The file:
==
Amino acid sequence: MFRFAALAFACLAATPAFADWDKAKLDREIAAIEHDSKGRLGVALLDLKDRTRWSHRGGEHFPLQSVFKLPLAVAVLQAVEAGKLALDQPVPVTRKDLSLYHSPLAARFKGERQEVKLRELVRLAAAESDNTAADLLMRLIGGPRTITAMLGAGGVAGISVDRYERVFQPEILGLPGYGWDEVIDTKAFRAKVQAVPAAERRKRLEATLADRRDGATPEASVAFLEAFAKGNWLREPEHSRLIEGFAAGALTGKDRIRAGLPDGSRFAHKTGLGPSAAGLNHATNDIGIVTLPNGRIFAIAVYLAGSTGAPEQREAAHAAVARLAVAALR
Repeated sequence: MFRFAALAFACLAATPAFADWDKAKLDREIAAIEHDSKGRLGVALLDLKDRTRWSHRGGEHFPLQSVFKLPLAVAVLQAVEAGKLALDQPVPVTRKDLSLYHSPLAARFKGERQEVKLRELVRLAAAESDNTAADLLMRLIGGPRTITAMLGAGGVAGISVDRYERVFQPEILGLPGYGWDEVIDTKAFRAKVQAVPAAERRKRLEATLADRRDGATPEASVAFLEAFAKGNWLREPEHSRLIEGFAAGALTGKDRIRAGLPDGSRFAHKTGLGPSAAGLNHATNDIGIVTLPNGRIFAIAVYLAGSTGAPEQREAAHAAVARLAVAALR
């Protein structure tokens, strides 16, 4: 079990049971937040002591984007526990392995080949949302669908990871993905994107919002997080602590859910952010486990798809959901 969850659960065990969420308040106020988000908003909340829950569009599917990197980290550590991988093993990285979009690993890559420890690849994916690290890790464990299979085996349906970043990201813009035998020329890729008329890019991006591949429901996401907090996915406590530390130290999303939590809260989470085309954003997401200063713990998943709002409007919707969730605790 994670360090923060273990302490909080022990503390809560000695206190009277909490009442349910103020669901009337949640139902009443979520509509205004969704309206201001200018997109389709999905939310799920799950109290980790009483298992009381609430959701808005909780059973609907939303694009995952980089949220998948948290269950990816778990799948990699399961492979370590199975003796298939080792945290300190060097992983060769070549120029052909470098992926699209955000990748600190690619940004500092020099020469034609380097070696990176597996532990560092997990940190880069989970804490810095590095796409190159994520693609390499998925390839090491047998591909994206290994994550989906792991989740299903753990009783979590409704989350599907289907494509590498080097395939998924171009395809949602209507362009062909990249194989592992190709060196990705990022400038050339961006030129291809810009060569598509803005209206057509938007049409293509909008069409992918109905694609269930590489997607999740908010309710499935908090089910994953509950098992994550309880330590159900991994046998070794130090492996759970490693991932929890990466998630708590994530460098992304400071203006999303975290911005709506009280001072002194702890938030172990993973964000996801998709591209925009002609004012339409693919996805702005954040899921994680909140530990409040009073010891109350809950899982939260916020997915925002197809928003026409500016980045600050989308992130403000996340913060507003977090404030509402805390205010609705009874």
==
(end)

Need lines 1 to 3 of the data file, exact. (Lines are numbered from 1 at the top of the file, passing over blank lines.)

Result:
Amino acid sequence: MFRFAALAFACLAATPAFADWDKAKLDREIAAIEHDSKGRLGVALLDLKDRTRWSHRGGEHFPLQSVFKLPLAVAVLQAVEAGKLALDQPVPVTRKDLSLYHSPLAARFKGERQEVKLRELVRLAAAESDNTAADLLMRLIGGPRTITAMLGAGGVAGISVDRYERVFQPEILGLPGYGWDEVIDTKAFRAKVQAVPAAERRKRLEATLADRRDGATPEASVAFLEAFAKGNWLREPEHSRLIEGFAAGALTGKDRIRAGLPDGSRFAHKTGLGPSAAGLNHATNDIGIVTLPNGRIFAIAVYLAGSTGAPEQREAAHAAVARLAVAALR
Repeated sequence: MFRFAALAFACLAATPAFADWDKAKLDREIAAIEHDSKGRLGVALLDLKDRTRWSHRGGEHFPLQSVFKLPLAVAVLQAVEAGKLALDQPVPVTRKDLSLYHSPLAARFKGERQEVKLRELVRLAAAESDNTAADLLMRLIGGPRTITAMLGAGGVAGISVDRYERVFQPEILGLPGYGWDEVIDTKAFRAKVQAVPAAERRKRLEATLADRRDGATPEASVAFLEAFAKGNWLREPEHSRLIEGFAAGALTGKDRIRAGLPDGSRFAHKTGLGPSAAGLNHATNDIGIVTLPNGRIFAIAVYLAGSTGAPEQREAAHAAVARLAVAALR
């Protein structure tokens, strides 16, 4: 079990049971937040002591984007526990392995080949949302669908990871993905994107919002997080602590859910952010486990798809959901 969850659960065990969420308040106020988000908003909340829950569009599917990197980290550590991988093993990285979009690993890559420890690849994916690290890790464990299979085996349906970043990201813009035998020329890729008329890019991006591949429901996401907090996915406590530390130290999303939590809260989470085309954003997401200063713990998943709002409007919707969730605790 994670360090923060273990302490909080022990503390809560000695206190009277909490009442349910103020669901009337949640139902009443979520509509205004969704309206201001200018997109389709999905939310799920799950109290980790009483298992009381609430959701808005909780059973609907939303694009995952980089949220998948948290269950990816778990799948990699399961492979370590199975003796298939080792945290300190060097992983060769070549120029052909470098992926699209955000990748600190690619940004500092020099020469034609380097070696990176597996532990560092997990940190880069989970804490810095590095796409190159994520693609390499998925390839090491047998591909994206290994994550989906792991989740299903753990009783979590409704989350599907289907494509590498080097395939998924171009395809949602209507362009062909990249194989592992190709060196990705990022400038050339961006030129291809810009060569598509803005209206057509938007049409293509909008069409992918109905694609269930590489997607999740908010309710499935908090089910994953509950098992994550309880330590159900991994046998070794130090492996759970490693991932929890990466998630708590994530460098992304400071203006999303975290911005709506009280001072002194702890938030172990993973964000996801998709591209925009002609004012339409693919996805702005954040899921994680909140530990409040009073010891109350809950899982939260916020997915925002197809928003026409500016980045600050989308992130403000996340913060507003977090404030509402805390205010609705009874």